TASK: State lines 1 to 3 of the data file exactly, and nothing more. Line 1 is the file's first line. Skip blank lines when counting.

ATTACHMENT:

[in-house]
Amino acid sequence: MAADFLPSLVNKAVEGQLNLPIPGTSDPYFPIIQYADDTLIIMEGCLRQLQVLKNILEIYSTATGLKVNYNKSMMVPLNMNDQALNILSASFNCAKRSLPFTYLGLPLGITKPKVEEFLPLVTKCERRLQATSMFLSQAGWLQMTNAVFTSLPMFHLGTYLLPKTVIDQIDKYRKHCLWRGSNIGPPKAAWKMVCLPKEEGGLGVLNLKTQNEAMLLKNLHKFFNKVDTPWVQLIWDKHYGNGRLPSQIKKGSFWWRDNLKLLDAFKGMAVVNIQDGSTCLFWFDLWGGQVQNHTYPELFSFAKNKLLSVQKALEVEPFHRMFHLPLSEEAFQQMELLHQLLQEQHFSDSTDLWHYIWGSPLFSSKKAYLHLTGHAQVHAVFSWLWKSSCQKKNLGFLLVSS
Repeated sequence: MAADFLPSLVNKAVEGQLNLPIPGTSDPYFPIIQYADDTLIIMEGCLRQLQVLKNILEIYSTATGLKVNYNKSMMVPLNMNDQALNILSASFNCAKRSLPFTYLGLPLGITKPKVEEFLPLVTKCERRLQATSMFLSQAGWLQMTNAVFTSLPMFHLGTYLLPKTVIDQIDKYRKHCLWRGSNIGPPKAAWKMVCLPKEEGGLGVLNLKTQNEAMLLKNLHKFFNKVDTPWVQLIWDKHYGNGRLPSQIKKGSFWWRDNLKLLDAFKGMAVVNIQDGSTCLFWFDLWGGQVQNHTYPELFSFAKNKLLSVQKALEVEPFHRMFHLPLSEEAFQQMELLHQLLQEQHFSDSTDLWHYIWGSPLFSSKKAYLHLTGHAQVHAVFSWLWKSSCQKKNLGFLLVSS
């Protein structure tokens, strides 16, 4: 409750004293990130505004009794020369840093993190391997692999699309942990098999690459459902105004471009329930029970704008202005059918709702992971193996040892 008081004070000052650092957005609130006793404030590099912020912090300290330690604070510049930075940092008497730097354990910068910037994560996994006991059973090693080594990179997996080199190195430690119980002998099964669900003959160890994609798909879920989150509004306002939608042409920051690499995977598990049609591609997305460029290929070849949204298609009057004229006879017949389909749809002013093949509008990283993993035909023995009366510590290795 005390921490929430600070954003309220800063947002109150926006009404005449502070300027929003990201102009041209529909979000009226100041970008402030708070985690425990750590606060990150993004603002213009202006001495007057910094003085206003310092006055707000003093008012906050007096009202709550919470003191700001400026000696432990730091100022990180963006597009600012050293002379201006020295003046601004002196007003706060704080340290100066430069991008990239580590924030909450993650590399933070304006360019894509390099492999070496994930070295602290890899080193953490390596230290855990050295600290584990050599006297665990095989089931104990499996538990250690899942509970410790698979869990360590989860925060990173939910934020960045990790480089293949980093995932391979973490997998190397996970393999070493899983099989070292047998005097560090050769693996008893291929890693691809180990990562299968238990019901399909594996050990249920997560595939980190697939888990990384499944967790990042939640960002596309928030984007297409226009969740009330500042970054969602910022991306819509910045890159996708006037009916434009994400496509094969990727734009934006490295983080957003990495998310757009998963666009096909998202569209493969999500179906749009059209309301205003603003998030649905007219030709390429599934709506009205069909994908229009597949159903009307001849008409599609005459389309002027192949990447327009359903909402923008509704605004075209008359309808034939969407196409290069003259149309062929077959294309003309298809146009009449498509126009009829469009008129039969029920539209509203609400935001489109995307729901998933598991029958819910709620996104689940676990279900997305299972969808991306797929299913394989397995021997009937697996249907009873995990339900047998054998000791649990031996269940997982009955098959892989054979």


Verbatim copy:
[in-house]
Amino acid sequence: MAADFLPSLVNKAVEGQLNLPIPGTSDPYFPIIQYADDTLIIMEGCLRQLQVLKNILEIYSTATGLKVNYNKSMMVPLNMNDQALNILSASFNCAKRSLPFTYLGLPLGITKPKVEEFLPLVTKCERRLQATSMFLSQAGWLQMTNAVFTSLPMFHLGTYLLPKTVIDQIDKYRKHCLWRGSNIGPPKAAWKMVCLPKEEGGLGVLNLKTQNEAMLLKNLHKFFNKVDTPWVQLIWDKHYGNGRLPSQIKKGSFWWRDNLKLLDAFKGMAVVNIQDGSTCLFWFDLWGGQVQNHTYPELFSFAKNKLLSVQKALEVEPFHRMFHLPLSEEAFQQMELLHQLLQEQHFSDSTDLWHYIWGSPLFSSKKAYLHLTGHAQVHAVFSWLWKSSCQKKNLGFLLVSS
Repeated sequence: MAADFLPSLVNKAVEGQLNLPIPGTSDPYFPIIQYADDTLIIMEGCLRQLQVLKNILEIYSTATGLKVNYNKSMMVPLNMNDQALNILSASFNCAKRSLPFTYLGLPLGITKPKVEEFLPLVTKCERRLQATSMFLSQAGWLQMTNAVFTSLPMFHLGTYLLPKTVIDQIDKYRKHCLWRGSNIGPPKAAWKMVCLPKEEGGLGVLNLKTQNEAMLLKNLHKFFNKVDTPWVQLIWDKHYGNGRLPSQIKKGSFWWRDNLKLLDAFKGMAVVNIQDGSTCLFWFDLWGGQVQNHTYPELFSFAKNKLLSVQKALEVEPFHRMFHLPLSEEAFQQMELLHQLLQEQHFSDSTDLWHYIWGSPLFSSKKAYLHLTGHAQVHAVFSWLWKSSCQKKNLGFLLVSS